The Ash Wednesday Bushfire and Education Centre: place of learning about events during bushfire. Gardens: place of reflection about the loss fires bring.
The centre is located an old kindergarten in Cockatoo's McBride Street, itself a part of the Ash Wednesday Bushfire history.
Some would say the scene of a bushfire miracle.
On Ash Wednesday, February 16, 1983, fire exploded into Cockatoo about 7.30pm. As the sirens sounded, many townsfolk, mainly women, children and the elderly, fled to the kinder for sanctuary. When the flames swept across them and the building filled with smoke, they lay on the floor with wet towels over their heads.
Ash Wednesday bushfires
The Ash Wednesday bushfires were a series of bushfires that occurred in south-eastern Australia on 16 February 1983, which was Ash Wednesday in the Christian calendar. Within twelve hours, more than 180 fires fanned by winds of up to 110 km/h (68 mph) caused widespread destruction across the states of Victoria and South Australia.
In Victoria, 47 people died, while in South Australia there were 28 deaths. This included 14 CFA and 3 CFS volunteer fire-fighters who died across both states that day. Ash Wednesday was one of Australia's costliest natural disasters. Over 3,700 buildings were destroyed or damaged and 2,545 individuals and families lost their homes. Livestock losses were very high, with over 340,000 sheep, 18,000 cattle and numerous native animals either dead or later destroyed.
Ash Wednesday Memorial Centre
This memorial centre at Cockatoo will provide residents with a place to remember those who lost their lives or were affected by the Ash Wednesday bushfires, which tore through the township in 1983. The fires claimed the lives of six people and destroyed much of the Cockatoo township.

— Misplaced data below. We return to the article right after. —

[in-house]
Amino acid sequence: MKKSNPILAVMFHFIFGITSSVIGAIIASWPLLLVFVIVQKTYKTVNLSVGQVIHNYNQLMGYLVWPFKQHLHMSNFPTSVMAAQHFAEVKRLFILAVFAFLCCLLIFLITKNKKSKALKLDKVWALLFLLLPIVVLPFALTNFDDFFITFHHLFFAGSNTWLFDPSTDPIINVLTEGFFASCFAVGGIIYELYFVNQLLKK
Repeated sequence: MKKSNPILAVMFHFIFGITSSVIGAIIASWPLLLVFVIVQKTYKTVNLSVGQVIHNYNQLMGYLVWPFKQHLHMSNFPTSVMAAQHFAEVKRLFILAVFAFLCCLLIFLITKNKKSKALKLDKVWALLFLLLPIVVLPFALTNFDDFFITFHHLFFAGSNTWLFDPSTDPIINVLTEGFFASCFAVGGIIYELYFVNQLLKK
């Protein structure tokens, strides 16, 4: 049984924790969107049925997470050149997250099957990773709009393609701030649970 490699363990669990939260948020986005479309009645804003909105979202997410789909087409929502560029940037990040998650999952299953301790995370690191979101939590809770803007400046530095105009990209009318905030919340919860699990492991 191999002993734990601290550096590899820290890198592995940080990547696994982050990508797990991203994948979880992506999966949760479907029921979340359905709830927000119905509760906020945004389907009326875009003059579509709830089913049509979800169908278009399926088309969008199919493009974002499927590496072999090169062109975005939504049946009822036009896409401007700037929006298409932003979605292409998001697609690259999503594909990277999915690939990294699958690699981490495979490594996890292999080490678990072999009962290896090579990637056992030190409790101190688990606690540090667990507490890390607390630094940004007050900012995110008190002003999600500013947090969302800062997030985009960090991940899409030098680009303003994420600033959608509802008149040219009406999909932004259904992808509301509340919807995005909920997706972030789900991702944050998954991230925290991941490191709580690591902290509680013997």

The centre will pay tribute to the efforts of firefighters and other emergency services workers during the fires, and will also educate visitors on how to protect themselves against the threat of bush fires.
The Ash Wednesday Bush fire Education Centre is being built at the site of the former kindergarten in McBride Street, Cockatoo. The roof of the former kindergarten was damaged during the 1983 fires, and the building was left unused for many years as a result. The site has great significance to the local community as around 300 residents took shelter in the building during the fires.
The new memorial centre retains the kindergarten’s original concrete slab and 12-sided steel framework. It will feature memorial plaques, historical and bushfire education displays, artworks and a barbecue and shelter. A reflective garden will also be planted and landscaped; featuring a Corymbia ficifolia tree (red flowering gum) planted by the late Princess of Wales and Prince of Wales during their visit to Cockatoo in March 1983.
Open Days & Times
To be advised